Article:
A Different Viewpoint
No. 4 2015 October/December
Yevgeniy Rumyantsev

Yevgeny Rumyantsev, PhD, is Head of the Scientific Information and Documentation Center at the Institute of Far Eastern Studies at the Russian Academy of Sciences.

How China Sees World War II

On 3 September 2014, China for the first time celebrated a new national holiday –Victory Day in the Chinese People’s War of Resistance against Japanese Aggression. The holiday was established on 27 February 2014 by the 12th Session of the Permanent Committee of the National People’s Congress. At the same time, the People’s Congress designated December 13 as National Memorial Day for the Nanjing Massacre Victims. The official purpose of the new holidays is to “engrave those events in the national memory of the Chinese people and make them a source of strength for the great rejuvenation of the Chinese nation.” Chinese media report that celebrating the victory in the anti-Japanese war will “inspire China to show more initiative in international cooperation, invigorate its worldwide activities, and assume greater responsibility and obligations in the world community.”


For a long time memorial dates connected with the Second World War were celebrated very modestly in China, if at all. One reason is that Chiang Kai-shek’s Kuomintang government accepted the capitulation of Japanese troops in 1945, not the Communist Party of China (CPC). But the situation is gradually changing. Chinese President Xi Jinping set the tone in Beijing’s new interpretation of WWII when he said on 3 September 2014 that “the great victory of the Chinese people in the war against Japan became a historical turning point for the Chinese nation on its way from sliding into a deep crisis to achieving a great rejuvenation.” The victory re-established China as a major world power and “opened up bright prospects for the great renewal of the Chinese nation.” The Renmin Ribao (“People’s Daily”) newspaper wrote: “The global hegemony of Europe has ended and it has ended for good… the post-war period ushered in a new era for the peoples of Asia, Africa, and Latin America… which makes the victory of 1945 worth celebrating.”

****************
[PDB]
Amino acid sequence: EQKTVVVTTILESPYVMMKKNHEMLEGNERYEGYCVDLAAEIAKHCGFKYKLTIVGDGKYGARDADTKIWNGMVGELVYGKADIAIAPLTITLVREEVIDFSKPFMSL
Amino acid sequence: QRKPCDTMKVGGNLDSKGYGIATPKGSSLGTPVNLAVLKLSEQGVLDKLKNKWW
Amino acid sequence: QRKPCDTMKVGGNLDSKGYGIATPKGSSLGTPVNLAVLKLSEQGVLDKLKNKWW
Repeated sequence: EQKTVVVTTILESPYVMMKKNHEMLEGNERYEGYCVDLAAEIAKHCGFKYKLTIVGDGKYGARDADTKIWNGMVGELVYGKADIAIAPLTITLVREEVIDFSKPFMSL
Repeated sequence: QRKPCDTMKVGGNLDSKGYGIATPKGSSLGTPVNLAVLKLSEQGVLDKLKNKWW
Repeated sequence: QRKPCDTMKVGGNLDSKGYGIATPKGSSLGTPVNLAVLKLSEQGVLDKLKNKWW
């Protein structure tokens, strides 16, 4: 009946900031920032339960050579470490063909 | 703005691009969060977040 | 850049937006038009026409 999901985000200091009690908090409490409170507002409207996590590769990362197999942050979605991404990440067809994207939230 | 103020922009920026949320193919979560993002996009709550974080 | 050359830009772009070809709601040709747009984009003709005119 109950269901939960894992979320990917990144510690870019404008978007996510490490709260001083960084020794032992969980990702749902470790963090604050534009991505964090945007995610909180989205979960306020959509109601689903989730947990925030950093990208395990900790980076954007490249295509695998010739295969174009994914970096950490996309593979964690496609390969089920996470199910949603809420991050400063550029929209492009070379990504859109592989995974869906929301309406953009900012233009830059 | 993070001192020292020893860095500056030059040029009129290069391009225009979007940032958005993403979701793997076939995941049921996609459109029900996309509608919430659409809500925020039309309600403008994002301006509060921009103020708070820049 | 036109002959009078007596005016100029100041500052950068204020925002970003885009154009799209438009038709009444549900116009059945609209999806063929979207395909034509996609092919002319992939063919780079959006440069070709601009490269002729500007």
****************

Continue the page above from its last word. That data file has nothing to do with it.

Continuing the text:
This year’s celebrations culminated in a rally that attracted several thousand people on September 3 in Beijing’s Tiananmen Square. Many foreign guests,  Russian President Vladimir Putin among them, attended the first military parade in China’s postwar history.